From a health and safety perspective, the winter workplace is different kind of animal from the summer workplace. Things that are not important in June become very important as we approach the holiday season. So here are three workplace dangers to look out for this winter.

1. Shop Capacity, Warehouse Capacity and Pallet-Racking Capacity

No matter what line of work you are in, chances are that the holidays bring in more customers. Whether it’s because of Thanksgiving, Christmas, Hanukkah or New Year’s, the winter months are usually the time of year when a workplace is pushed to its limits due to the welcome increase in customers.

Both online and offline, the fourth quarter consistently is the biggest time for sales in U.S. businesses. This means that shop floors become a hazard as more customers pour through the doors, warehouses become a constant shift of new orders as the old orders pour out and pallet-racking systems are full to bursting with stock ready to be sold. Because of all this, you may feel that you have less time than at any other point in the year to ensure that everything is in safe working order.

That is the wrong way of looking at it. Safety becomes more important than ever when your workplace is being used or even overused. Shop floors need regulation when they are full of customers. Pathways need to be clear of obstructions when your warehouse is at its busiest, and you most need a pallet racking inspection when your pallet-racking systems are full to the brim with stock.

2. Slips, Trips and Falls

The two most dangerous kinds of floor surfaces are most common in winter: frozen and wet. Both are treacherously slippery but thankfully, there is something that employers and employees can do.

OSHA offers plenty of advice on this topic. Some of the advice, of course, is fairly obvious. Signposting, drying wet floors and avoiding “undue speed” when walking can all help to avoid slips, trips and falls.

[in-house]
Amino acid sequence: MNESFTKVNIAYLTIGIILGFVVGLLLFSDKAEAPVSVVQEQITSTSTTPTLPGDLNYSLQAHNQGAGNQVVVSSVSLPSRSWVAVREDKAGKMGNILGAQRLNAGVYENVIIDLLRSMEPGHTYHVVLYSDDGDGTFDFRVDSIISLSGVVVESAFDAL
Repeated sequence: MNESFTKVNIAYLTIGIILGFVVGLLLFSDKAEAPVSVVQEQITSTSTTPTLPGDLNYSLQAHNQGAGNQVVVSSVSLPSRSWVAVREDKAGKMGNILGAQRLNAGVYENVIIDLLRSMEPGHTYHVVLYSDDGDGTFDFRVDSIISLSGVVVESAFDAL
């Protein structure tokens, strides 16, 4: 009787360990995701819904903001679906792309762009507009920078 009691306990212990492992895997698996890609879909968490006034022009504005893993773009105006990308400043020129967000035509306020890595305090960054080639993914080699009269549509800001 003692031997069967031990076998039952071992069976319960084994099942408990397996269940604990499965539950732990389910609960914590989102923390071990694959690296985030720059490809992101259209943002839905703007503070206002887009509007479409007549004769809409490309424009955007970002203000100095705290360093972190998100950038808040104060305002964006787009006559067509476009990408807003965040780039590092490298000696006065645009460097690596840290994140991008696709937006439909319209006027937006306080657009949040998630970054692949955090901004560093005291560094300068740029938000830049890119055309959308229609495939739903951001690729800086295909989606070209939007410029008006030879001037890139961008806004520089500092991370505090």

However, the less-obvious advice also is just as important. Investing in properly gripping footwear for all employees and investing in floor surfaces coated with grit are great ways to maintain friction even when a surface is wet. Add to this good lighting – another OSHA recommended step – can help reduce slips, trips and falls (aka: the trifecta of wintertime danger).

3. “Baby, It’s Cold Outside”

It goes without saying that your workplace will be cold, but this simple problem can lead to lead to more complex ones if ignored. The common cold, frostbite and hypothermia are some of the well-known dangers stemming from cold working conditions.

However, it is important to remember that cold working conditions can also lead to dehydration, something that many employers should bear in mind when their staff ask to bring drinks into the workspace. In addition to creating a warmer environment, dressing warm and eating are also important for staving off cold. If your employees are required to work in cold conditions, all of these things need to be considered.

Investing in safety this winter may seem like unneeded stress when you already are so snowed under with extra business. However, without proper safety precautions, this extra business can be a recipe for disaster. If you prepare for these winter dangers, then your staff and your customers will appreciate it.
About the author Justin O’Sullivan is a safety enthusiast, writer, and the founder of Storage Equipment Experts. He is a SEMA approved racking inspector who delivers pallet racking inspections and racking inspection training all over the UK.